5. Dwell upon the importance of the enterprise in which we are engaged; and so act as to make others feel its importance. We must make men feel that to save a soul is better than to possess all knowledge, or even to gain the whole world! While others are making a new gospel let us labour to save souls by the old one.
6. Above all, let us pray for more grace. Napoleon used to say, “Conquest has made me what I am, and conquest must maintain me”; and it is so with Christians. You must advance; you must outdo the exploits of the past, and eclipse the deeds of your sires, or you will show yourselves unworthy of them. (C. H. Spurgeon.)
United effort needed
In the days of chivalry a certain band of knights had never known defeat. In all battles their name was terrible to the foe. On their banners was emblazoned a long list of victories; but in an evil hour the leaders of the knights summoned them in chapter, and he said: “My brethren, we cause ourselves too much toil. Let the champions go alone. Yonder knight with his sword can cleave a man in twain at a single stroke, and his comrade can break a bar of iron with his axe; others among us are equally powerful, each one being a host in himself. With the terror of our name behind them, the chosen champions can carry on the war while the rest divide the spoil.” The saying pleased the warriors well, but from that hour the knell of their fame was rung, and defeat defiled their standard. When they came together they complained of the champions because they had not sustained the honour of the order, and they bade them exert themselves more heroically. They did so, but with small success. Louder and louder were the notes of discontent and the demands for new champions. Then one of the oldest of the knights said: “Brethren, why do you blame us? The mistake lies here. In the old time, when the enemy assailed us, a thousand men were up in arms, and we who led the van knew that a gallant army followed at our heels. But now you have made us solitary champions, and the adversary takes heart to defy us, finding us unsustained. Come you all with us to the fray as aforetime, and none shall stand against us.” (C. H. Spurgeon.)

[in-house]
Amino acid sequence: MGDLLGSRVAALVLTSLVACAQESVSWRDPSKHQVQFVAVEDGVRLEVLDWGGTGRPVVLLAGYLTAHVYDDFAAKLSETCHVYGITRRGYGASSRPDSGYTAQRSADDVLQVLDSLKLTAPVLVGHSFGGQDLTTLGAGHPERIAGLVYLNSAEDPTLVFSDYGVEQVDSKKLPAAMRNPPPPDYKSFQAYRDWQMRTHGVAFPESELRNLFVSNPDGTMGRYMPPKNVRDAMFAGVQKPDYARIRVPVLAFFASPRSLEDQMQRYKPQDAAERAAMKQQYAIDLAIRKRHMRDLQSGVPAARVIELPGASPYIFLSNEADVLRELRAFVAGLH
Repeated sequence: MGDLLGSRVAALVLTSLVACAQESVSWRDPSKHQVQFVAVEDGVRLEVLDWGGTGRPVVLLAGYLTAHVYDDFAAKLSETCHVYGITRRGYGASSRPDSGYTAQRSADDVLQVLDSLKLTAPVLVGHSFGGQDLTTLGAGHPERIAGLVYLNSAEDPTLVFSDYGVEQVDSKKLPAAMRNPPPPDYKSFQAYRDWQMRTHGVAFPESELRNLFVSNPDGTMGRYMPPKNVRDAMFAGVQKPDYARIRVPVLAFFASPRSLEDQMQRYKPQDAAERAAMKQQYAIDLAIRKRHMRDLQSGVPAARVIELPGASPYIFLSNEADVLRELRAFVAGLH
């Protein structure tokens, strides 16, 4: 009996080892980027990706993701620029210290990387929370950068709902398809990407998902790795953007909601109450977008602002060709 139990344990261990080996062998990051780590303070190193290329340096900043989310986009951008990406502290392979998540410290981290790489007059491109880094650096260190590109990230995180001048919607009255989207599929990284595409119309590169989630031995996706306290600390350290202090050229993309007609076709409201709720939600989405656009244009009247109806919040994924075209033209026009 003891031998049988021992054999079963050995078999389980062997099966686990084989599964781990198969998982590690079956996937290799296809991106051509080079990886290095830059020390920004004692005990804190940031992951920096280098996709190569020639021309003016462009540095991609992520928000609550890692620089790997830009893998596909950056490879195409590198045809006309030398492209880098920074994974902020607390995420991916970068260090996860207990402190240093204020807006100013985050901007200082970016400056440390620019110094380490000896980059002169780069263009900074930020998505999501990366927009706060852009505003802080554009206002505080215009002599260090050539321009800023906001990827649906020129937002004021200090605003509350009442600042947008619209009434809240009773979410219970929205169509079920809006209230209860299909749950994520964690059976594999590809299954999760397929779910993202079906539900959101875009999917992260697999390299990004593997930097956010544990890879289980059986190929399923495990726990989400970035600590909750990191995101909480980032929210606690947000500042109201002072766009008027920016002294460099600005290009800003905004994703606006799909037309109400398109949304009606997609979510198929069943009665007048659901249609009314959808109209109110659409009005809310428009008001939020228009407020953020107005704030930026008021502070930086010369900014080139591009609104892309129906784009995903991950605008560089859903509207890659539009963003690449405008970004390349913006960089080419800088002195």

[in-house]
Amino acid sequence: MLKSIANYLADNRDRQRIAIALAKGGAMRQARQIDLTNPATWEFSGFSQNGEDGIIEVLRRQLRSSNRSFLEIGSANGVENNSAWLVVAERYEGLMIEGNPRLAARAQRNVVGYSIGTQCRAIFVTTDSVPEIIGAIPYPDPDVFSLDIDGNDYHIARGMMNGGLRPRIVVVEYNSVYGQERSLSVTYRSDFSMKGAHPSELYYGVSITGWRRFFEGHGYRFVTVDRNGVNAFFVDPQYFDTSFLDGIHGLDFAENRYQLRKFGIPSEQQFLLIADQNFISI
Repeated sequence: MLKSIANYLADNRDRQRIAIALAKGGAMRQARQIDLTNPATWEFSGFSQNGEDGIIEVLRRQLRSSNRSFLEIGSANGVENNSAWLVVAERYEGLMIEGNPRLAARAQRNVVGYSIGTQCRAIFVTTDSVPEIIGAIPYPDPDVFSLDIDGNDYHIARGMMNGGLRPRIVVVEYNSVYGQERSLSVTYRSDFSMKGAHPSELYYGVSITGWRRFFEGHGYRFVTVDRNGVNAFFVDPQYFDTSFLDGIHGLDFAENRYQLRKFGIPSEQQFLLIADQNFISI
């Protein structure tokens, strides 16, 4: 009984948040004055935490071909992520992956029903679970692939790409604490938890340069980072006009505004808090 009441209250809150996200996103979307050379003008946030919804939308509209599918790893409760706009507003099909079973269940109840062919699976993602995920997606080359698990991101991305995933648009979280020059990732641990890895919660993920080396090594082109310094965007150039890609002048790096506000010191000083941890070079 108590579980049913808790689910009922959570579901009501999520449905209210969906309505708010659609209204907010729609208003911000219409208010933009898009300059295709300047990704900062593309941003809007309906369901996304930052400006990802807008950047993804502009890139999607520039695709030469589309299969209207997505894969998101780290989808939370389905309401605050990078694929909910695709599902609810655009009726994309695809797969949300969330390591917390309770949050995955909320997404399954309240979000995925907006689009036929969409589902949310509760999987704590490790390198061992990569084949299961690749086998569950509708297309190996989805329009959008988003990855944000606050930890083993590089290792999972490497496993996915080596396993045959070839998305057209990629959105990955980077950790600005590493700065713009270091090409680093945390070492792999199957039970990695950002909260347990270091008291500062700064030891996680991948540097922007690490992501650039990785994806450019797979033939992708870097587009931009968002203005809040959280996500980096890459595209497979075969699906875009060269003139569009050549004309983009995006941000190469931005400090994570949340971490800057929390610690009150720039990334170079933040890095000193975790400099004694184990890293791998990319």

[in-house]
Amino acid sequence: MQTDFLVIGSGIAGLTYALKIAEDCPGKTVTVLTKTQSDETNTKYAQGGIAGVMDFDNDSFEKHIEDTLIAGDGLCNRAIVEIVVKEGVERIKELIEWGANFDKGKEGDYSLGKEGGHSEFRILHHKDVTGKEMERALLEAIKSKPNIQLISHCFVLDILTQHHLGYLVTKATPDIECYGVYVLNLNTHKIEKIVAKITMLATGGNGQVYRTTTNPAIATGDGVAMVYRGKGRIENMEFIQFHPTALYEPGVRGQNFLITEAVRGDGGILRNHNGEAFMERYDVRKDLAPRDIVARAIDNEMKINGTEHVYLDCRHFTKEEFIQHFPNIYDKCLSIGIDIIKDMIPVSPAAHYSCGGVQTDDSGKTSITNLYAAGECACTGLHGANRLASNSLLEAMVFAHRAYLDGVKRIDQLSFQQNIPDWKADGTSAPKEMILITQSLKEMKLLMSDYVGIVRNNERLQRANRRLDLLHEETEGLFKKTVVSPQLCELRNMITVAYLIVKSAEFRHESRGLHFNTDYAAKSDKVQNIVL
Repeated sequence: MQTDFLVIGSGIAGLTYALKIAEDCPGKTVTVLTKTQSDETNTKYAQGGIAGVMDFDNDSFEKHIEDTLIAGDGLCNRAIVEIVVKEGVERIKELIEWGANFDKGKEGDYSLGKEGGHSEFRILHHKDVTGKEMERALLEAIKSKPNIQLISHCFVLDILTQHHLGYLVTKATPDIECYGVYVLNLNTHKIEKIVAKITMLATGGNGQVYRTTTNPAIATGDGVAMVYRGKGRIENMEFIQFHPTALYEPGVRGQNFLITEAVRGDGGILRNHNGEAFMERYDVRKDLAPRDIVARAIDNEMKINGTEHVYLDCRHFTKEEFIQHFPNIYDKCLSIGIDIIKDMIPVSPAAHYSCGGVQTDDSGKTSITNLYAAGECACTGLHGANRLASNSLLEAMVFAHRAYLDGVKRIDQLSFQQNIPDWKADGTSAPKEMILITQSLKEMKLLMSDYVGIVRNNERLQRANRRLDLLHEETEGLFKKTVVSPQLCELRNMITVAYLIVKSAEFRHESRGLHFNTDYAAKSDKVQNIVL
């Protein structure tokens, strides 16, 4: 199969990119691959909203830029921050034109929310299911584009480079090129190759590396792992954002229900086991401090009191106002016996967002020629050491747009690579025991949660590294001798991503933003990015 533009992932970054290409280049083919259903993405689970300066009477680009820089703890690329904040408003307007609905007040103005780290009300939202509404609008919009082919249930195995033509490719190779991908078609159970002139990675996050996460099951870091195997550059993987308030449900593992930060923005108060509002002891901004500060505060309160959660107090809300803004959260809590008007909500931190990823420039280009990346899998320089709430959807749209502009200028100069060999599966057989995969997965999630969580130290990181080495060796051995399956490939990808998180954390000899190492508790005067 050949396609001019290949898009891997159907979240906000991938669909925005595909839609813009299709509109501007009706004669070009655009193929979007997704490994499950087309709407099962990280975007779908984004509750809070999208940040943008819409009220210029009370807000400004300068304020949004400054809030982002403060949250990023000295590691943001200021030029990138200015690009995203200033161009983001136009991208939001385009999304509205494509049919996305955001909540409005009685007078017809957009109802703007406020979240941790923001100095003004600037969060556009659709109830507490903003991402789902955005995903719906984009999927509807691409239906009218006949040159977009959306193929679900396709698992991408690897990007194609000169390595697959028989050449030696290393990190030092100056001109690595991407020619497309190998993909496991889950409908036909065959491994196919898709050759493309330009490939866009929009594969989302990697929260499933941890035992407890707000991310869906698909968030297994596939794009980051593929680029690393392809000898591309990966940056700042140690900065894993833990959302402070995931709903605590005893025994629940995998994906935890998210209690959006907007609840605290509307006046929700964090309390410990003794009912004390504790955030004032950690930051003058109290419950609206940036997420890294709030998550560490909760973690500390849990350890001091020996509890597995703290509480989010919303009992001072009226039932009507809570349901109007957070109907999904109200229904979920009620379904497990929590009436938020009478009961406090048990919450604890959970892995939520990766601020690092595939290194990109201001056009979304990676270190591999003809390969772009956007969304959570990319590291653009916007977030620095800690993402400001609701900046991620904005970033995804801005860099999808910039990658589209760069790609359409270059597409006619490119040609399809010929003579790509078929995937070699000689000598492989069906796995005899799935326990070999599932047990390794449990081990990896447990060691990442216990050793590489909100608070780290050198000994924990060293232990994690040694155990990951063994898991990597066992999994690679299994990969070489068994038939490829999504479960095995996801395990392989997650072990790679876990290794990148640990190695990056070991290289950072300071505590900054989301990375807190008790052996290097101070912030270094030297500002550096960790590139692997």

Work for God among the heathen